UNIVERSITY PARK, Pa. -- In the midst of the COVID-19 pandemic, we have all become aware of how a global crisis can affect our access to food. But imagine the food security impacts of an even worse scenario -- an all-out nuclear war, a large asteroid strike or a supervolcano eruption. Such catastrophes could block out sunlight, alter rainfall patterns and contaminate water supplies, which could drastically affect our food systems. An interdisciplinary team of Penn State professors has received $3 million from Open Philanthropy to study food resilience in the face of such catastrophic global events.
"Although they are infrequent in Earth's history, global catastrophes have caused massive extinction events," said Charles Anderson, an associate professor of biology and the lead investigator on the project. "For example, the Cretaceous-Paleogene extinction event is thought to have been caused by an asteroid impact near the Yucatan peninsula, possibly in combination with increased volcanic eruptions. Over the last century, the invention and stockpiling of nuclear weapons has raised the specter of a nuclear conflict that would kill many people outright, but could also cause massive firestorms that would loft soot high into the atmosphere, blocking sunlight and causing global famine during a 'nuclear winter' lasting more than a decade. Under these conditions, the ability to grow, produce, process, distribute and store food could well become limiting factor for the survival of humanity."
In a pilot study leading up to their new project, the researchers discovered that existing food reserves and seed banks are inadequate to ensure human survival after a major global catastrophe; that the breakdown of global transportation, communication, and economic networks following a catastrophe would decimate long-distance food trade and distribution, and that limited crop production might remain possible in certain locations post-catastrophe, but would need to be supplemented by alternative methods of food generation, such as converting inedible plant materials like wood into food.
With the four-year grant from Open Philanthropy, the team will expand upon these findings; develop, test and optimize strategies for emergency food resilience; and produce recommendations for prudent planning for post-catastrophic food resilience. The project will comprise several focus areas, including:
- Predicting and testing the environmental limits of some of our most important cold-tolerant crop plants, such as barley, wheat, rye and potato.
- Creating a detailed global inventory of available edible food resources and feedstocks for food production with a focus on "emergency" foods, such as tree leaves that can be used as vegetables; bark from birch and pine trees; and edible cones, seeds, gums, resin and pollen.
- Developing a soilless "Emergency Greens Growing Box" that in the immediate aftermath of a catastrophe could allow survivors to grow nutrient-dense microgreens for essential nutrients.
- Investigating the efficacy of growing edible aquatic plants on a mix of sugars derived from woody plants and wastewater, converting two inedible feedstocks into a food source.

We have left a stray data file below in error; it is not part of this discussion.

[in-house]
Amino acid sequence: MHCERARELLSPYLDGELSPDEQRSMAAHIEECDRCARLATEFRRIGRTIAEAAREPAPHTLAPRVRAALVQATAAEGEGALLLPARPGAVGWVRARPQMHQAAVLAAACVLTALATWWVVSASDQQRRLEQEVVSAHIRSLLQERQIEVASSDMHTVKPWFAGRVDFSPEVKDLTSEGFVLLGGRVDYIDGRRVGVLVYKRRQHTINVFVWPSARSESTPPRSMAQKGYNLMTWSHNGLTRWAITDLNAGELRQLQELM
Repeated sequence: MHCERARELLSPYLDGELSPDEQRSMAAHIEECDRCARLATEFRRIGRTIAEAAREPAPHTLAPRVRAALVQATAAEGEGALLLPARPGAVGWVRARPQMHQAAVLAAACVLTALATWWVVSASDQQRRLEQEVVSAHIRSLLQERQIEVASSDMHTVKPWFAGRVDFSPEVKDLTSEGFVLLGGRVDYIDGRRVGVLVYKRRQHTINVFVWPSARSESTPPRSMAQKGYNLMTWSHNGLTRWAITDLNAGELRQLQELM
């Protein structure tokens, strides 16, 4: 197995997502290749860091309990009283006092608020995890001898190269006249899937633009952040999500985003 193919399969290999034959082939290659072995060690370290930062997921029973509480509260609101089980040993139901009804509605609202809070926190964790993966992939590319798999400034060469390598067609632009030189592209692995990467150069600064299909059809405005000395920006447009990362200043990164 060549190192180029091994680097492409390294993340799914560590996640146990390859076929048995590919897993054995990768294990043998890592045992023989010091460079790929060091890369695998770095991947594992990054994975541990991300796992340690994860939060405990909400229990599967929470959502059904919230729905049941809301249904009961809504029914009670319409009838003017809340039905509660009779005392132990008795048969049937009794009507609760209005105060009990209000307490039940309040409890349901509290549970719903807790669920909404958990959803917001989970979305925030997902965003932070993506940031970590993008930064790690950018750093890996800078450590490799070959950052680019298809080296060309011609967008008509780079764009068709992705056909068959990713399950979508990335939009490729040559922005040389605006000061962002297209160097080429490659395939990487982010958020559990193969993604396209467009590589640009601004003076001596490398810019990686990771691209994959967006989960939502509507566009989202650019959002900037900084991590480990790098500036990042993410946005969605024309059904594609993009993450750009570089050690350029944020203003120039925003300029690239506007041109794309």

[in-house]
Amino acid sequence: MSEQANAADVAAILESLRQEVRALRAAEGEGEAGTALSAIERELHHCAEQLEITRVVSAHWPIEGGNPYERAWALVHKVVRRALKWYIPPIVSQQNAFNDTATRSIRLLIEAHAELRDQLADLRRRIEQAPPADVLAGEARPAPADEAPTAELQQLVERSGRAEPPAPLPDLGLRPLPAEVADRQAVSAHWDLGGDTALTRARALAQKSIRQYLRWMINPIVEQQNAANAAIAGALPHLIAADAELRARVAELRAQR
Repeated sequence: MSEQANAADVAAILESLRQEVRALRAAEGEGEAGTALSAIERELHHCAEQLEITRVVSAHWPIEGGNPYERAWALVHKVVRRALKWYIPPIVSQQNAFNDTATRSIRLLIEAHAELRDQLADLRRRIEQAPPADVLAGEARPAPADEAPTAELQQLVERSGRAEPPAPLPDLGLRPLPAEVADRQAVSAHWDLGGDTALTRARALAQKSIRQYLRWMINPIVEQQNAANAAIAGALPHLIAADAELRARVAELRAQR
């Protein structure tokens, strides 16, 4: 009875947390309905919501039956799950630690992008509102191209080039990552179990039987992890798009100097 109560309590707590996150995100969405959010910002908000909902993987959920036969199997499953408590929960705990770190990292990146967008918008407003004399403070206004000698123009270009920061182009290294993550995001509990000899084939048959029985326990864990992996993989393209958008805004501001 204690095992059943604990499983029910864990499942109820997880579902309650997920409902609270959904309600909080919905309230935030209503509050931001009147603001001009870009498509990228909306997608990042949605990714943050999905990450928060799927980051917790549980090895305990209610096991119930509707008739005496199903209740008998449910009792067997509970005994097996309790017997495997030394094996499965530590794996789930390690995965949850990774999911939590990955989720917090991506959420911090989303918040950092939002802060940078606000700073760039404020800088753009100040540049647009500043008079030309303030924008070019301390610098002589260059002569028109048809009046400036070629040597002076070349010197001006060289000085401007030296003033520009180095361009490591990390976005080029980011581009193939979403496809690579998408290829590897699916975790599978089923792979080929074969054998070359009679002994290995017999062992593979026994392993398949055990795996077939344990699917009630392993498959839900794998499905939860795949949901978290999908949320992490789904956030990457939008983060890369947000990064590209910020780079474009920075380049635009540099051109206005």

- Examining long-term storage of existing and newly produced food, such as hot-air drying and freeze drying.
- Investigating behavioral responses to global catastrophes; for example, "panicky" responses such as runs on bottled water, bread or canned goods.
"Our goal is to determine ways to significantly improve the food security, probability of survival and quality of life for as many people as possible following a global catastrophe," said Anderson. "If successful, our project will accurately predict how much food could be produced in limiting environments using conventional agricultural methods and provide novel strategies for supporting human nutrition."
The team's findings could also potentially be adapted to other types of global disturbances, such as the current COVID-19 pandemic and climate change, as well as to novel environments, such as space or other planets.
"Despite the current capability of our global food systems to produce enough calories for everyone, socioeconomic inequities and challenges in food distribution and storage already cause hunger for millions of people, and the current COVID-19 crisis has unfortunately placed many more people at risk of malnutrition and starvation," said Anderson. "This is especially damaging for children, whose brain development can be permanently affected by malnutrition. Even in the United States, the wealthiest country on Earth, one in six families with children are currently facing food insecurity. By thinking innovatively about how to ensure human nutrition under extremely challenging conditions, we hope to make discoveries that will improve food security under many different conditions and raise the prospects for healthy development and economic productivity for everyone."
Other investigators on the grant include Armen Kemanian, associate professor of plant science; Jesse Lasky, assistant professor of biology; Rachel Brennan, associate professor of civil and environmental engineering and agricultural and biological engineering; Michael Jacobson, professor of ecosystem science and management; Francesco Di Gioia, assistant professor of plant science; John Pecchia, associate research professor of plant pathology and environmental microbiology; Joshua Lambert, associate professor of food science; Erin Connolly, professor and head of the Department of Plant Science; Deanna Behring, assistant dean and director of international programs, College of Agricultural Sciences, and affiliate faculty, School of International Affairs; Elizabeth Ransom, associate professor of international affairs; Edward Jaenicke, professor of agricultural economics; and Douglas Wrenn, assistant professor of environmental and resource economics.